Wakefield council accused of ‘bullying tactics’ as plan to build £5m traveller site is approved

A controversial plan to buy a former golf house building to allow for a £5m extension to a traveller site in Wakefield has been approved by senior councillors.

By Tony Gardner
Friday, 22nd July 2022, 1:07 pm

Wakefield Council’s Cabinet gave the go-ahead to the scheme which will involve the purchase of the Old Golf House on Heath Common.

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The proposal has been met with strong opposition from local residents, who have accused the local authority of using “bullying tactics”.

Wakefield council has been accused of 'bullying tactics' after plans to build a new traveller site were approved.

Heath Residents’ Association (HRA) and Warmfield-cum-Heath Parish Council sent letters of objection to Cabinet members ahead of today’s meeting.

A letter from HRA states: “Heath Residents Association is calling on anyone who has ever enjoyed the Heath to join it in resisting the bullying tactics of this local authority to destroy the Heath – one of the jewels in Wakefield’s crown – and thus reduce the opportunities for people from across the region and beyond to enjoy this clean, green, open space for their own mental health and well-being.”

A letter from Warmfield-cum-Heath Parish Council states: “As a parish council, we have carried out surveys, had discussions and interviewed people within the community and we have found virtually no support for this scheme.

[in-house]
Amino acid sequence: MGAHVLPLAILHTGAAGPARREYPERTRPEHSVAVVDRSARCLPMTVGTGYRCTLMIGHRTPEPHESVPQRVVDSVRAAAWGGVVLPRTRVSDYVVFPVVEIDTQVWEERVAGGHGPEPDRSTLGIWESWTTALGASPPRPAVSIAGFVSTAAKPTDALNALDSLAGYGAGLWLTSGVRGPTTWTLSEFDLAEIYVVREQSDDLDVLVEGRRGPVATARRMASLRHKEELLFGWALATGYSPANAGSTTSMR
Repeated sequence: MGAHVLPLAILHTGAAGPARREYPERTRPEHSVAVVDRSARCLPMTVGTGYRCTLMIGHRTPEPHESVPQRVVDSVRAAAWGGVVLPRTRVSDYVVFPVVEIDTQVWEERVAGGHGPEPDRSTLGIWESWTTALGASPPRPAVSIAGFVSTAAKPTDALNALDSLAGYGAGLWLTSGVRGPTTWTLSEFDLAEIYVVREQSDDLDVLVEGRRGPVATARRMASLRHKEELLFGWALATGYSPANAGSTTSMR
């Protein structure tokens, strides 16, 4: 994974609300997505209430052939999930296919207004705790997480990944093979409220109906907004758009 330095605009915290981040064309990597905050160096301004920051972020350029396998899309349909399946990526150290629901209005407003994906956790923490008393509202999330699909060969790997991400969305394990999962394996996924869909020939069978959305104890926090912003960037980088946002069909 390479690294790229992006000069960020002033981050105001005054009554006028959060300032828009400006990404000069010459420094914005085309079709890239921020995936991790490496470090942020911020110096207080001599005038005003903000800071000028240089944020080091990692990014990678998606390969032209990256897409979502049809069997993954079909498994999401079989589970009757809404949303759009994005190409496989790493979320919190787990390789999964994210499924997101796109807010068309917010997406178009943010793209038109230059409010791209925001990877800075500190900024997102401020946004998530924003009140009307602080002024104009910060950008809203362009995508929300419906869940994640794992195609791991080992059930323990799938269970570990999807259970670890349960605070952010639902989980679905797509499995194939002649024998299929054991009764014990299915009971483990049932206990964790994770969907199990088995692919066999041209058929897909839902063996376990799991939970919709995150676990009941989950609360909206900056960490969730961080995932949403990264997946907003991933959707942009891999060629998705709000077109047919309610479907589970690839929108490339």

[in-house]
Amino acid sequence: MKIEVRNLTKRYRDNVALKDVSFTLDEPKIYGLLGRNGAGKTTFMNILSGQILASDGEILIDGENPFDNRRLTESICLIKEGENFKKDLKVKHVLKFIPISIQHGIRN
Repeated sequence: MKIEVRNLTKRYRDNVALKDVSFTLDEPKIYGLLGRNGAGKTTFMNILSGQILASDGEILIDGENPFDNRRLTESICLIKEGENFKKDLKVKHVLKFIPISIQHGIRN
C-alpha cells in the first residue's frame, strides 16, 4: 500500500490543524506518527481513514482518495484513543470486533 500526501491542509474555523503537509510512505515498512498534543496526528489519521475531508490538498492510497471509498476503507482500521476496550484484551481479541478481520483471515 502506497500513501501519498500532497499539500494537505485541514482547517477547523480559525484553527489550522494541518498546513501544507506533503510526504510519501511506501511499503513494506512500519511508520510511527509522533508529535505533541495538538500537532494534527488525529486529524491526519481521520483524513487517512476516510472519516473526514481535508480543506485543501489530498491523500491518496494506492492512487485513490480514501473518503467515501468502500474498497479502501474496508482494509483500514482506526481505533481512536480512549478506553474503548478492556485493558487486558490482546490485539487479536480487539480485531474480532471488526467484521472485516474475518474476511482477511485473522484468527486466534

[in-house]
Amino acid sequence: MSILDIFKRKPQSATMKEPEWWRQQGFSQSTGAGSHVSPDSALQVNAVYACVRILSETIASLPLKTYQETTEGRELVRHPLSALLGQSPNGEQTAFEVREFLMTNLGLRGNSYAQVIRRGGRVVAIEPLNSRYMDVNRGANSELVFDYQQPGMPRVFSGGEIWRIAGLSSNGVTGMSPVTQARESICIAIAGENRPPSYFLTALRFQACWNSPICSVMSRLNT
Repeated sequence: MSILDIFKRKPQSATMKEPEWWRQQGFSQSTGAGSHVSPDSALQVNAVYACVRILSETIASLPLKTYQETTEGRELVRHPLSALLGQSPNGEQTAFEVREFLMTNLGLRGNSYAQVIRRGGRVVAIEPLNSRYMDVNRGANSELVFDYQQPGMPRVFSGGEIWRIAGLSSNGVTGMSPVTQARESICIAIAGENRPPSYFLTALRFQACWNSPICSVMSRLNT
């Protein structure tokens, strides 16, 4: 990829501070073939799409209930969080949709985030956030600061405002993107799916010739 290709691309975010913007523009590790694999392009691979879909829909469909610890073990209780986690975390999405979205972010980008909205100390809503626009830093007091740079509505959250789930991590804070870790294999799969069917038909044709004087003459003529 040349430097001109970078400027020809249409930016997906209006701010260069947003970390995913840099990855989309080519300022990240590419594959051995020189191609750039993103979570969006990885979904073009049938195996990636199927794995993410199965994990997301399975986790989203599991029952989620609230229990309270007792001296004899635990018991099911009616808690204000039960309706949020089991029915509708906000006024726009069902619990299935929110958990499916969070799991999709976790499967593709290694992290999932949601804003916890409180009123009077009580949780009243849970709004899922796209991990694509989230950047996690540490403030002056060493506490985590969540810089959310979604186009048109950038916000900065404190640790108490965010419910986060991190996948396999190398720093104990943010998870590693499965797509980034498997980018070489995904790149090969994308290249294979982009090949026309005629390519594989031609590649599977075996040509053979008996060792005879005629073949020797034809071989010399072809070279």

“In our small parish we already have a number of private sites and the official Wakefield site, we feel we are now being bullied into yet another site that removes common land and historic landmarks relevant to this area.”

Darren Byford, Cabinet member for regeneration, economic growth and property, told the meeting: “Officers have considered these representations and the advice is that there is suitable legal and evidential basis to proceed with this decision today.

“A full, detailed response will be made, particularly to residents at Heath.”

Wakefield Council has already backed the plan to extend the city’s largest publicly-run traveller site to cater for growing demand.

Heath Common could be extended to 61 permanent pitches, up from its current number of 38, at a cost of £5.8 million.

The land to be developed is currently subject to a covenant prohibiting development.

The Cabinet report states “the acquisition of a property in close proximity to the Heath Traveller site” could avoid the need for a public inquiry.